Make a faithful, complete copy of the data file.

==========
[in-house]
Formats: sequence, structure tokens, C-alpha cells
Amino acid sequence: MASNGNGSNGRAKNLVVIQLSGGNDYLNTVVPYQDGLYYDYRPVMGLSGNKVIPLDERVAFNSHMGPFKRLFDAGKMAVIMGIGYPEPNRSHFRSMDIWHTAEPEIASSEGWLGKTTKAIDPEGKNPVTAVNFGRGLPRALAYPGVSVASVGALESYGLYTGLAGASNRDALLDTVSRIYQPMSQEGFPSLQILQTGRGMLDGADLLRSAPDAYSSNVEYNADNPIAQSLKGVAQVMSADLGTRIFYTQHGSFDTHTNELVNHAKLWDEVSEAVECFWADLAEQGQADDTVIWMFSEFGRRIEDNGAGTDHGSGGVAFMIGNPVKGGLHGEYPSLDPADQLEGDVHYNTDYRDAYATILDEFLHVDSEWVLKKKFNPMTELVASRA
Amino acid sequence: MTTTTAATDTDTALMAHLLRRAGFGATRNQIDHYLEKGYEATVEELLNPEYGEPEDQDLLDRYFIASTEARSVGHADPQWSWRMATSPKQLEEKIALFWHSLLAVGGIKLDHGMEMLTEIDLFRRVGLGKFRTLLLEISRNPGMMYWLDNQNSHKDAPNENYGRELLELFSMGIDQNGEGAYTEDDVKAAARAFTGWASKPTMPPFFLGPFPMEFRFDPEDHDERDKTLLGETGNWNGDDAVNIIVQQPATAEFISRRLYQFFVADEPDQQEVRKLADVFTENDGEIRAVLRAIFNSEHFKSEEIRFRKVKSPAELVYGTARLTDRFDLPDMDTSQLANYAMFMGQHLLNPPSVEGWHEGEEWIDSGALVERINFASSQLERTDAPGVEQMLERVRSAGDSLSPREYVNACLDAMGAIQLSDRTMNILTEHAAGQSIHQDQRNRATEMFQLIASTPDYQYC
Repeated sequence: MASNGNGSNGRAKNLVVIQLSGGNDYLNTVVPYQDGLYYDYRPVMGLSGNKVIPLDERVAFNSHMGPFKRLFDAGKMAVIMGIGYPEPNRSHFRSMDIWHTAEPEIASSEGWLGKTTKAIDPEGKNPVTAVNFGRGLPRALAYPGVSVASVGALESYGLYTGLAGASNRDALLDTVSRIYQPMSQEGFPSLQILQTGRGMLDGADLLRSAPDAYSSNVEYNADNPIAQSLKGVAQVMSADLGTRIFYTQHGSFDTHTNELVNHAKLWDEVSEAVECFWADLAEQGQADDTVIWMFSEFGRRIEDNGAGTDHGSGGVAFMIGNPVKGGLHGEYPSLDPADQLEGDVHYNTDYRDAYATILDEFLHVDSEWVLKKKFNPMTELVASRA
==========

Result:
[in-house]
Formats: sequence, structure tokens, C-alpha cells
Amino acid sequence: MASNGNGSNGRAKNLVVIQLSGGNDYLNTVVPYQDGLYYDYRPVMGLSGNKVIPLDERVAFNSHMGPFKRLFDAGKMAVIMGIGYPEPNRSHFRSMDIWHTAEPEIASSEGWLGKTTKAIDPEGKNPVTAVNFGRGLPRALAYPGVSVASVGALESYGLYTGLAGASNRDALLDTVSRIYQPMSQEGFPSLQILQTGRGMLDGADLLRSAPDAYSSNVEYNADNPIAQSLKGVAQVMSADLGTRIFYTQHGSFDTHTNELVNHAKLWDEVSEAVECFWADLAEQGQADDTVIWMFSEFGRRIEDNGAGTDHGSGGVAFMIGNPVKGGLHGEYPSLDPADQLEGDVHYNTDYRDAYATILDEFLHVDSEWVLKKKFNPMTELVASRA
Amino acid sequence: MTTTTAATDTDTALMAHLLRRAGFGATRNQIDHYLEKGYEATVEELLNPEYGEPEDQDLLDRYFIASTEARSVGHADPQWSWRMATSPKQLEEKIALFWHSLLAVGGIKLDHGMEMLTEIDLFRRVGLGKFRTLLLEISRNPGMMYWLDNQNSHKDAPNENYGRELLELFSMGIDQNGEGAYTEDDVKAAARAFTGWASKPTMPPFFLGPFPMEFRFDPEDHDERDKTLLGETGNWNGDDAVNIIVQQPATAEFISRRLYQFFVADEPDQQEVRKLADVFTENDGEIRAVLRAIFNSEHFKSEEIRFRKVKSPAELVYGTARLTDRFDLPDMDTSQLANYAMFMGQHLLNPPSVEGWHEGEEWIDSGALVERINFASSQLERTDAPGVEQMLERVRSAGDSLSPREYVNACLDAMGAIQLSDRTMNILTEHAAGQSIHQDQRNRATEMFQLIASTPDYQYC
Repeated sequence: MASNGNGSNGRAKNLVVIQLSGGNDYLNTVVPYQDGLYYDYRPVMGLSGNKVIPLDERVAFNSHMGPFKRLFDAGKMAVIMGIGYPEPNRSHFRSMDIWHTAEPEIASSEGWLGKTTKAIDPEGKNPVTAVNFGRGLPRALAYPGVSVASVGALESYGLYTGLAGASNRDALLDTVSRIYQPMSQEGFPSLQILQTGRGMLDGADLLRSAPDAYSSNVEYNADNPIAQSLKGVAQVMSADLGTRIFYTQHGSFDTHTNELVNHAKLWDEVSEAVECFWADLAEQGQADDTVIWMFSEFGRRIEDNGAGTDHGSGGVAFMIGNPVKGGLHGEYPSLDPADQLEGDVHYNTDYRDAYATILDEFLHVDSEWVLKKKFNPMTELVASRA